Animal enthusiasts have been left horrified after decapitated seal pups were discovered littering a north beach.
Officers from the Scottish SPCA visited a stretch of the shore at Tain over the weekend when dog walkers reported the grisly discovery.
Locals have spotted 11 pups all in the same mutilated condition.
There was speculation they had been shot, and then decapitated to avoid the perpetrators being identified by the bullets left behind, but police last night ruled out foul play.
It is understood the force believes their heads may have become severed naturally by the current, after dying at sea.
Terry Boyd, of Tain, reported the dead seals to the authorities.
She said: “I don’t know what to think. We are used to seeing the odd seal having been washed up on the beach, but not this number of pups.
“I have lived in Tain for 40-odd years and I’ve never seen anything like it. They are right the way down to Dornoch, Embo, Portmahomack and Shandwick.
“I walked along the beach with the SSPCA officer on Friday and it looked as if the heads had been cut off.”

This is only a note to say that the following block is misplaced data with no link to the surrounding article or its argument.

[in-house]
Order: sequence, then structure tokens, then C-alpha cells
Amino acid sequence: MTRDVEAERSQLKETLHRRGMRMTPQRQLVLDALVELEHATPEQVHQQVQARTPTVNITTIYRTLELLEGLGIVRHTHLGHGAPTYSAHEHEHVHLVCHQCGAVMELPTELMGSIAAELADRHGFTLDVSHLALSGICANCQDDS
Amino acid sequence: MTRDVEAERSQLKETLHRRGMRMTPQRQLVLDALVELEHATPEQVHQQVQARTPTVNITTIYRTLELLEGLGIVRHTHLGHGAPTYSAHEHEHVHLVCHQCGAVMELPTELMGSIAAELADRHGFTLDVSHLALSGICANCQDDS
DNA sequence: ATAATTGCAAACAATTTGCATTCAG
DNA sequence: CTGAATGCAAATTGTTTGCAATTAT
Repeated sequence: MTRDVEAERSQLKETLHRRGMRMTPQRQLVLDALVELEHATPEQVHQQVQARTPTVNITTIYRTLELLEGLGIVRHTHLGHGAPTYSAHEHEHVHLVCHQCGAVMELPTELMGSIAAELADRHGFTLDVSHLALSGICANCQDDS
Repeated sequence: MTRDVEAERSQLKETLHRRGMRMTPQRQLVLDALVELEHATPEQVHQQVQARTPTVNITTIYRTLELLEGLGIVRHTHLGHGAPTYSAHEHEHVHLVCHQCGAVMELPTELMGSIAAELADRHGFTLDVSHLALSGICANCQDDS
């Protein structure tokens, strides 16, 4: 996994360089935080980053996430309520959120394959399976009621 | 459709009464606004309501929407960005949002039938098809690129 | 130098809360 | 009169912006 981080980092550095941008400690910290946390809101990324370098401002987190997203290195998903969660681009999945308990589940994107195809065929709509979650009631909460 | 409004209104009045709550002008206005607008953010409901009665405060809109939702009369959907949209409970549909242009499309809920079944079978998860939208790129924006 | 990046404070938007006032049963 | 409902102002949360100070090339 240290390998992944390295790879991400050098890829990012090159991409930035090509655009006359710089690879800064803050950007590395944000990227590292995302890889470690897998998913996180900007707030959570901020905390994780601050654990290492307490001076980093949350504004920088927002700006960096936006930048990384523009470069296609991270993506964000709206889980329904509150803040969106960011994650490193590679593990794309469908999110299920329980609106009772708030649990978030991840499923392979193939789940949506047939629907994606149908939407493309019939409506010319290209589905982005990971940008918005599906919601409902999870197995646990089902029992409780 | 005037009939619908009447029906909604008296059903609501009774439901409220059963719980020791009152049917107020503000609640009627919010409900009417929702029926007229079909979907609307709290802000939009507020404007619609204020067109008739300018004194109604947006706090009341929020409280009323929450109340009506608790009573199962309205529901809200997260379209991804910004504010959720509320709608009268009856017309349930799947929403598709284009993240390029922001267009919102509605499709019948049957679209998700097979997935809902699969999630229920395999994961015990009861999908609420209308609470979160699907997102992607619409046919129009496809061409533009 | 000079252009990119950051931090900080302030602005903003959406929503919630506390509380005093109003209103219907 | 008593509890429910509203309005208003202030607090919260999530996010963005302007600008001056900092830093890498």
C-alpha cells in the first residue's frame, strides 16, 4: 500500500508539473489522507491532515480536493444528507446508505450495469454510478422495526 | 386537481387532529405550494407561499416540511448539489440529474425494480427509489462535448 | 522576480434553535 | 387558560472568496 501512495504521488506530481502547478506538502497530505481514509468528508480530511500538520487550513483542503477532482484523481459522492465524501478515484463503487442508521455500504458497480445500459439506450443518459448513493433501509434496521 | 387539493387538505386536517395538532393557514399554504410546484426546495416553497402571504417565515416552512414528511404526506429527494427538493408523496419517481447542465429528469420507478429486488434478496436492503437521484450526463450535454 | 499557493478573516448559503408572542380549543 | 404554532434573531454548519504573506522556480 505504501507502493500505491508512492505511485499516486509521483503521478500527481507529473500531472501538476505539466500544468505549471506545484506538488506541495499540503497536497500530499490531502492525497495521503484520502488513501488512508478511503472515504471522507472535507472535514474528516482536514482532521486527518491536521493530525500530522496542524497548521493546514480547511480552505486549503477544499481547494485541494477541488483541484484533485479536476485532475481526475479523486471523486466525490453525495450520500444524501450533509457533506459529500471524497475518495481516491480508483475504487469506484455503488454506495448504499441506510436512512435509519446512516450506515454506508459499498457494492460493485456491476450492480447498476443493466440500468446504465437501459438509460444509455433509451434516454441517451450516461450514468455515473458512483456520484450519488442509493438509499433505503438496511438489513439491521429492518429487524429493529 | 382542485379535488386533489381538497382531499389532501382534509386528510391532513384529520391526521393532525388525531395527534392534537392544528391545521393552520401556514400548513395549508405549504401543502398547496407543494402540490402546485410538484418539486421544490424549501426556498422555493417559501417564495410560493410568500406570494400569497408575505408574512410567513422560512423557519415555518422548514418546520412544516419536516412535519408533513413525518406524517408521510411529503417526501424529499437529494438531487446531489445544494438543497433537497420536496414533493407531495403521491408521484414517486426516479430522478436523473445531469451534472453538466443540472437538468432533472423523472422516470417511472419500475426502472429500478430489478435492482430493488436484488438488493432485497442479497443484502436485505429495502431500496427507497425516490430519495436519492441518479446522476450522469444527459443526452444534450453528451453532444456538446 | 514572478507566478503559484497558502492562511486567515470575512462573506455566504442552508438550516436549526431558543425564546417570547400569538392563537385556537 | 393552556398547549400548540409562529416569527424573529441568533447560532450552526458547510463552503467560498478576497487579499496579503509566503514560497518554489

Scottish SSPCA senior inspector, Dougie Campbell, said: “We can confirm we were called out to an incident involving deceased seals at Tain Beach.
“We liaised with Police Scotland who are investigating further.”
A police spokesman said: “Specialist partner agencies have been consulted and it has been established that no criminality has occurred.”
Nature enthusiast Maureen Lewis posted on social media about her concerns after the pups were first discovered.
She said: “No doubt many of the dog walkers who frequent Tain seafront and the coast and beyond will have come across the carcasses of some very young seals. In itself, that is very unusual but the poor wee beasts have all had their heads removed.
“Four were found between the swing bridge and bombing range initially, and seven more have been discovered on the Dornoch side of the Firth, all in the same condition.
“It is believed that the pups could have been shot and the heads severed in order to prevent the firearm being identified.”
The Scottish SPCA has urged anyone with information to phone the police on 101 or contact its confidential animal helpline on 03000 999 999.